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Monday, March 21, 2011

An About Child Safety Car Seats



The nation's biggest organization of pediatricians is telling its members and parents that children riding in cars should stay in rear-facing child safety seats at least until their second birthday - and if possible even longer.

This reverses advice many pediatricians gave parents for years that children's car seats should be turned just about shortly after their first birthday.

The new policy from the American Academy of Pediatrics, published Monday in the Pediatrics medical journal, is bolstered by investigate that shows children under 2 are 75% less likely to die or be severely wounded in a crash if they are in rear-facing child restraints.

Similarly important, the academy recommends that children remain in seats with five-point safety harnesses as long as possible and should change to booster seats that rely on adult seat belts only when they exceed the height and weight limits for the five-point harness.

Five-point harnesses, which run across children's shoulders and hips and buckle between their legs, provide more safeguard than seat belts because they distribute the crash forces evenly over the strong, bony parts of children's bodies.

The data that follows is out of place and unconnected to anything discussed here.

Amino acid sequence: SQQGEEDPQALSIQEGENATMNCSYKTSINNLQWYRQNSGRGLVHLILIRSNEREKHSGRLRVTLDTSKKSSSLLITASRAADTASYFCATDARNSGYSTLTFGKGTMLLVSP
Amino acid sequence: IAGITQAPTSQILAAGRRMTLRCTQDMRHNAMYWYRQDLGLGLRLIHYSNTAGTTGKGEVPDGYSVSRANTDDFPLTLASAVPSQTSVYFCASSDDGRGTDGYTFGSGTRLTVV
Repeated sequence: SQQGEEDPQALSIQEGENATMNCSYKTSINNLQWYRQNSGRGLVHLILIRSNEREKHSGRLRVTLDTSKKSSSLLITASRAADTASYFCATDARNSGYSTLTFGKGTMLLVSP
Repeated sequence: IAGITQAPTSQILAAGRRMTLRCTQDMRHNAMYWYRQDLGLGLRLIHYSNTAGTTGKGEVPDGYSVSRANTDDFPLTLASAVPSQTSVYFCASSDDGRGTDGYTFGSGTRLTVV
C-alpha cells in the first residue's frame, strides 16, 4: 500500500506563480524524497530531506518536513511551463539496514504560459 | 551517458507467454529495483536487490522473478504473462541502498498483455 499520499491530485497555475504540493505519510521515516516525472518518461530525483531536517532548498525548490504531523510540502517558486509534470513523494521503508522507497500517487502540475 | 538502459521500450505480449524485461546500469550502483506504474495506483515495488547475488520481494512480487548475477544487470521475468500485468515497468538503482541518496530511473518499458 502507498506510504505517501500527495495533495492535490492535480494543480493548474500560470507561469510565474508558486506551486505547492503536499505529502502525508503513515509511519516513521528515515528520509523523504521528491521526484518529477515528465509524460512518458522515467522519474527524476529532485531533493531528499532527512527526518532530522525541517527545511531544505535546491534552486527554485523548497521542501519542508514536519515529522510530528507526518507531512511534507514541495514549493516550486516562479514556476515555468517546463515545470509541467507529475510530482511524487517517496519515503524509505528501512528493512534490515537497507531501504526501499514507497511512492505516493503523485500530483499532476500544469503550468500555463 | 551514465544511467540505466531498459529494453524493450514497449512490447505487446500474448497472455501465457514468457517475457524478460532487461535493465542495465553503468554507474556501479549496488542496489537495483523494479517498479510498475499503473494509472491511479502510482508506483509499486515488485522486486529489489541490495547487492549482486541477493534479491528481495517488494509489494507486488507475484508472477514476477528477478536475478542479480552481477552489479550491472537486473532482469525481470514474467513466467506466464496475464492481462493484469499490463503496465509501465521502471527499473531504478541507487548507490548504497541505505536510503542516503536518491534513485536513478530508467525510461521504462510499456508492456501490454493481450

Even when children are tall sufficient to change the adult seat belts, the academy's policy is that they should ride in the back seat until age 13.

Every parent wants their kids to accomplish things as fast as they can, said Dr. Ben Hoffman, a University of New Mexico associate professor of pediatrics who helped write the new policy. "That's extraordinary for developmental milestones or for school. But for child passenger safety, that's the in the wrong attitude to have."

The federal government is locating to issue updated child seat guidance Monday that echoes the pediatricians' advice.

Although the use of child car seats has significantly reduced deaths and injuries in the last decade, vehicle crashes remain the leading cause of death for children 4 and older. About 1,500 children under age 16 die in means of transportation crashes each year in the U.S., the Pediatrics report said.

Dr. Dennis Durbin, an emergency room pediatric physician at the Children's Hospital of Philadelphia and the Pediatrics report's chief author, recognized that some parents and children might balk at aspects of the new policy. Durbin is a father who said he understood that older children were professional negotiators.

There are certain things I'm willing to negotiate — bedtime, teeth brushing, broccoli for dinner — but safety is invariable, he said. If parents begin that early in life, they'll get less pushback over time.

Rear-facing seats act like cocoons, cradling children's heads, torsos, arms and legs, and spread crash armed forces over a bigger area.

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